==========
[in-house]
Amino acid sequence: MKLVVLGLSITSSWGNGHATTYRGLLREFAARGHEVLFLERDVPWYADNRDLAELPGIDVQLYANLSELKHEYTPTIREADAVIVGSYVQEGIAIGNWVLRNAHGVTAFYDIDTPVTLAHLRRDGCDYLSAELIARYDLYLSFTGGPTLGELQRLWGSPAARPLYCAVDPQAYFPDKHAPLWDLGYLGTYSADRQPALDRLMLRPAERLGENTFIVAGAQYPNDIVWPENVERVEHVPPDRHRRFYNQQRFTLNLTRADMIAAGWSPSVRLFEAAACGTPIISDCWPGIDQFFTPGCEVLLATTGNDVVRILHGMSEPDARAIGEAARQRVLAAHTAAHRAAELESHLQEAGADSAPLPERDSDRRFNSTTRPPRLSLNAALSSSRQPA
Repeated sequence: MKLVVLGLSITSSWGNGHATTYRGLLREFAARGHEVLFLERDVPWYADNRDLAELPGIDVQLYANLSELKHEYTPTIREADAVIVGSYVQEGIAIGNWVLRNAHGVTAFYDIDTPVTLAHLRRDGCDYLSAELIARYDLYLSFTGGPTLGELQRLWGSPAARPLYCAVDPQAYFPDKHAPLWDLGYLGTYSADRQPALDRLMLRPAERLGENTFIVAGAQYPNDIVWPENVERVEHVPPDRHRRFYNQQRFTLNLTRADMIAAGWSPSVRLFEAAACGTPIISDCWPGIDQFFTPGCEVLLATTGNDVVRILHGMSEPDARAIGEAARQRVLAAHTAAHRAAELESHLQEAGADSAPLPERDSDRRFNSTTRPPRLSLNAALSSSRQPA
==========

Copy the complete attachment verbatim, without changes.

[in-house]
Amino acid sequence: MKLVVLGLSITSSWGNGHATTYRGLLREFAARGHEVLFLERDVPWYADNRDLAELPGIDVQLYANLSELKHEYTPTIREADAVIVGSYVQEGIAIGNWVLRNAHGVTAFYDIDTPVTLAHLRRDGCDYLSAELIARYDLYLSFTGGPTLGELQRLWGSPAARPLYCAVDPQAYFPDKHAPLWDLGYLGTYSADRQPALDRLMLRPAERLGENTFIVAGAQYPNDIVWPENVERVEHVPPDRHRRFYNQQRFTLNLTRADMIAAGWSPSVRLFEAAACGTPIISDCWPGIDQFFTPGCEVLLATTGNDVVRILHGMSEPDARAIGEAARQRVLAAHTAAHRAAELESHLQEAGADSAPLPERDSDRRFNSTTRPPRLSLNAALSSSRQPA
Repeated sequence: MKLVVLGLSITSSWGNGHATTYRGLLREFAARGHEVLFLERDVPWYADNRDLAELPGIDVQLYANLSELKHEYTPTIREADAVIVGSYVQEGIAIGNWVLRNAHGVTAFYDIDTPVTLAHLRRDGCDYLSAELIARYDLYLSFTGGPTLGELQRLWGSPAARPLYCAVDPQAYFPDKHAPLWDLGYLGTYSADRQPALDRLMLRPAERLGENTFIVAGAQYPNDIVWPENVERVEHVPPDRHRRFYNQQRFTLNLTRADMIAAGWSPSVRLFEAAACGTPIISDCWPGIDQFFTPGCEVLLATTGNDVVRILHGMSEPDARAIGEAARQRVLAAHTAAHRAAELESHLQEAGADSAPLPERDSDRRFNSTTRPPRLSLNAALSSSRQPA